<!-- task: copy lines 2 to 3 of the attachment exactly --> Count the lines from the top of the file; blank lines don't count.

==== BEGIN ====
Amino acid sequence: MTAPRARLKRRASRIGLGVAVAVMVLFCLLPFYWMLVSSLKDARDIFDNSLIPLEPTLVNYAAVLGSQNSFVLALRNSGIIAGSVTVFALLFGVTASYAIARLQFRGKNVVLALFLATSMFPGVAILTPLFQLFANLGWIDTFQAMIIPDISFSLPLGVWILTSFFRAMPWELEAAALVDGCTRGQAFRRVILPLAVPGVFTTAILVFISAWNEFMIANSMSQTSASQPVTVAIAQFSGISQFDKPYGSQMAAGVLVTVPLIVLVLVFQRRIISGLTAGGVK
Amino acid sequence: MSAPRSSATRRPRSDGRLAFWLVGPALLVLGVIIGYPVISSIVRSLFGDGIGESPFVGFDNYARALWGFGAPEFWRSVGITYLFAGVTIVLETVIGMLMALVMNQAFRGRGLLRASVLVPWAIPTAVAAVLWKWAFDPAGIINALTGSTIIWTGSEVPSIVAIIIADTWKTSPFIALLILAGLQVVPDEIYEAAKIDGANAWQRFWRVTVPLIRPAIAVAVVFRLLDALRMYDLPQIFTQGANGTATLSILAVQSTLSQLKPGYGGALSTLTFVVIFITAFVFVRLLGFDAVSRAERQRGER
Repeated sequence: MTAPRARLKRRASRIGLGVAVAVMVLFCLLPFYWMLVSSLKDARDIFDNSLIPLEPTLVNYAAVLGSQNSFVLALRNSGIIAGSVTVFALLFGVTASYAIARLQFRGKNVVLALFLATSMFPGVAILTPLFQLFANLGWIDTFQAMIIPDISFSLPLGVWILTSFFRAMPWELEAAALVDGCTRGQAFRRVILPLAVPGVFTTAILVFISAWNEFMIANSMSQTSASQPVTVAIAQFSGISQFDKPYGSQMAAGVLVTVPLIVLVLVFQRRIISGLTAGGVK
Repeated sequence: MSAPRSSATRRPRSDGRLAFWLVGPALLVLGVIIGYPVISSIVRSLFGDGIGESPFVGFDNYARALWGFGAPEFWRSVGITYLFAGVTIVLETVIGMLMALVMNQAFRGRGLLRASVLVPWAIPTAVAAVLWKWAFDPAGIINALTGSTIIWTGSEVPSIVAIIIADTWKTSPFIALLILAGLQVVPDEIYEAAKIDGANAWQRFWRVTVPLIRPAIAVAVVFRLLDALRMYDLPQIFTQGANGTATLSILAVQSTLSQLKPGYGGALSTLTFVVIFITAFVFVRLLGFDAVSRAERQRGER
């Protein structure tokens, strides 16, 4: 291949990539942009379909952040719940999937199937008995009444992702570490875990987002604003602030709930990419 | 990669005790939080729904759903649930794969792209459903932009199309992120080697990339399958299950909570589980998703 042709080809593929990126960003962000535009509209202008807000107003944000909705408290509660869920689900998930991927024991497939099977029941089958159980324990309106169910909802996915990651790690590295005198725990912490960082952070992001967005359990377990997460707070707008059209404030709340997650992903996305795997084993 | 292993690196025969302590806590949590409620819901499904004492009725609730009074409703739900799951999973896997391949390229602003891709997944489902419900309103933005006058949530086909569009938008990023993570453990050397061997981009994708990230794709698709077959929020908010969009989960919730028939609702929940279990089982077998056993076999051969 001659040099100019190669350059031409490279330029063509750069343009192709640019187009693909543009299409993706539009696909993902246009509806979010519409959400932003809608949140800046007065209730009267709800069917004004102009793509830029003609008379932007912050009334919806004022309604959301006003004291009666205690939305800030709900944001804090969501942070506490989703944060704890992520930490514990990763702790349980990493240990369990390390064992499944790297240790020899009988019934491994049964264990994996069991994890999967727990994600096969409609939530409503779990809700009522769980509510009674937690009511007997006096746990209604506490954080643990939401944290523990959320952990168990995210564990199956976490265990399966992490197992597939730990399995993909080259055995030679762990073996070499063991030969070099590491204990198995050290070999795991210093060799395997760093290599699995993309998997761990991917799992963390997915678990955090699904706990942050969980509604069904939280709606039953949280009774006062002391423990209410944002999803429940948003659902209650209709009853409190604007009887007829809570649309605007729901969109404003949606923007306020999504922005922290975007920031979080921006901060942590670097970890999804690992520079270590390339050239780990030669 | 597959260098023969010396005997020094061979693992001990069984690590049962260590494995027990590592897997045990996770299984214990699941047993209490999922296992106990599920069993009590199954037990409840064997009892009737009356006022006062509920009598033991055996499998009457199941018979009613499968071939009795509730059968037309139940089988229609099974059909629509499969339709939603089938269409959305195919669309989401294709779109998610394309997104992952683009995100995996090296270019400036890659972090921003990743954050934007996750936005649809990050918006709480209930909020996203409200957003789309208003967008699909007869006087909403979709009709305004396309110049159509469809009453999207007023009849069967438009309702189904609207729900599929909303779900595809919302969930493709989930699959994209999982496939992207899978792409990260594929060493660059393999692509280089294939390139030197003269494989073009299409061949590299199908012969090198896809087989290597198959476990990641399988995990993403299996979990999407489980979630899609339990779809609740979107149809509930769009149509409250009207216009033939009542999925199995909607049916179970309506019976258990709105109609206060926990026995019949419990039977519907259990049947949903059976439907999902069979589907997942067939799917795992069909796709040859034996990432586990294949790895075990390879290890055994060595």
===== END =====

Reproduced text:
Amino acid sequence: MSAPRSSATRRPRSDGRLAFWLVGPALLVLGVIIGYPVISSIVRSLFGDGIGESPFVGFDNYARALWGFGAPEFWRSVGITYLFAGVTIVLETVIGMLMALVMNQAFRGRGLLRASVLVPWAIPTAVAAVLWKWAFDPAGIINALTGSTIIWTGSEVPSIVAIIIADTWKTSPFIALLILAGLQVVPDEIYEAAKIDGANAWQRFWRVTVPLIRPAIAVAVVFRLLDALRMYDLPQIFTQGANGTATLSILAVQSTLSQLKPGYGGALSTLTFVVIFITAFVFVRLLGFDAVSRAERQRGER
Repeated sequence: MTAPRARLKRRASRIGLGVAVAVMVLFCLLPFYWMLVSSLKDARDIFDNSLIPLEPTLVNYAAVLGSQNSFVLALRNSGIIAGSVTVFALLFGVTASYAIARLQFRGKNVVLALFLATSMFPGVAILTPLFQLFANLGWIDTFQAMIIPDISFSLPLGVWILTSFFRAMPWELEAAALVDGCTRGQAFRRVILPLAVPGVFTTAILVFISAWNEFMIANSMSQTSASQPVTVAIAQFSGISQFDKPYGSQMAAGVLVTVPLIVLVLVFQRRIISGLTAGGVK